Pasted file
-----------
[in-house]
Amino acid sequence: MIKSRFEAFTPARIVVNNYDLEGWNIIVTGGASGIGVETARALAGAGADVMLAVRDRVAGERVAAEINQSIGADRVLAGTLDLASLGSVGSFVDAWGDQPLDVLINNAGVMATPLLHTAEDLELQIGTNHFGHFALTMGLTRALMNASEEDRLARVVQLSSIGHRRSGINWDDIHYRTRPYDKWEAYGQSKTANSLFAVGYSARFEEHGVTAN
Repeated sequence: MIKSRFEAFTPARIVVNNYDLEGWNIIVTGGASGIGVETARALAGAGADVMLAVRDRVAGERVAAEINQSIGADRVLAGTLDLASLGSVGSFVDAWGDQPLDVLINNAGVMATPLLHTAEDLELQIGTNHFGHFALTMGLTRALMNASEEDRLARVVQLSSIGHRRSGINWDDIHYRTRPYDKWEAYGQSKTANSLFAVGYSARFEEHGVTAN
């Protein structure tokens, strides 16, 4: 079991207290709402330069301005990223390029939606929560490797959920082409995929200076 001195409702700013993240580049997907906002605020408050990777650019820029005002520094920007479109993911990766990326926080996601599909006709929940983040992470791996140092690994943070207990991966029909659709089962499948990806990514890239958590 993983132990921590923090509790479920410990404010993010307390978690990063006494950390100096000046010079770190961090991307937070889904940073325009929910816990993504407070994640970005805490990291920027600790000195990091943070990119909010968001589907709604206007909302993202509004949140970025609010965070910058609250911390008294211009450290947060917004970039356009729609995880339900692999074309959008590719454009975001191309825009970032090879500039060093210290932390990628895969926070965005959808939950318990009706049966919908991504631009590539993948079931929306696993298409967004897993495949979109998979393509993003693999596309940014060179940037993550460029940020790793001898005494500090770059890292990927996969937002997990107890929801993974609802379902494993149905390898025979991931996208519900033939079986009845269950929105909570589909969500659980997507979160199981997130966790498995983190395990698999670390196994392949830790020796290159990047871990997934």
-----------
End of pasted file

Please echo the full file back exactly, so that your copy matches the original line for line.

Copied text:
[in-house]
Amino acid sequence: MIKSRFEAFTPARIVVNNYDLEGWNIIVTGGASGIGVETARALAGAGADVMLAVRDRVAGERVAAEINQSIGADRVLAGTLDLASLGSVGSFVDAWGDQPLDVLINNAGVMATPLLHTAEDLELQIGTNHFGHFALTMGLTRALMNASEEDRLARVVQLSSIGHRRSGINWDDIHYRTRPYDKWEAYGQSKTANSLFAVGYSARFEEHGVTAN
Repeated sequence: MIKSRFEAFTPARIVVNNYDLEGWNIIVTGGASGIGVETARALAGAGADVMLAVRDRVAGERVAAEINQSIGADRVLAGTLDLASLGSVGSFVDAWGDQPLDVLINNAGVMATPLLHTAEDLELQIGTNHFGHFALTMGLTRALMNASEEDRLARVVQLSSIGHRRSGINWDDIHYRTRPYDKWEAYGQSKTANSLFAVGYSARFEEHGVTAN
């Protein structure tokens, strides 16, 4: 079991207290709402330069301005990223390029939606929560490797959920082409995929200076 001195409702700013993240580049997907906002605020408050990777650019820029005002520094920007479109993911990766990326926080996601599909006709929940983040992470791996140092690994943070207990991966029909659709089962499948990806990514890239958590 993983132990921590923090509790479920410990404010993010307390978690990063006494950390100096000046010079770190961090991307937070889904940073325009929910816990993504407070994640970005805490990291920027600790000195990091943070990119909010968001589907709604206007909302993202509004949140970025609010965070910058609250911390008294211009450290947060917004970039356009729609995880339900692999074309959008590719454009975001191309825009970032090879500039060093210290932390990628895969926070965005959808939950318990009706049966919908991504631009590539993948079931929306696993298409967004897993495949979109998979393509993003693999596309940014060179940037993550460029940020790793001898005494500090770059890292990927996969937002997990107890929801993974609802379902494993149905390898025979991931996208519900033939079986009845269950929105909570589909969500659980997507979160199981997130966790498995983190395990698999670390196994392949830790020796290159990047871990997934």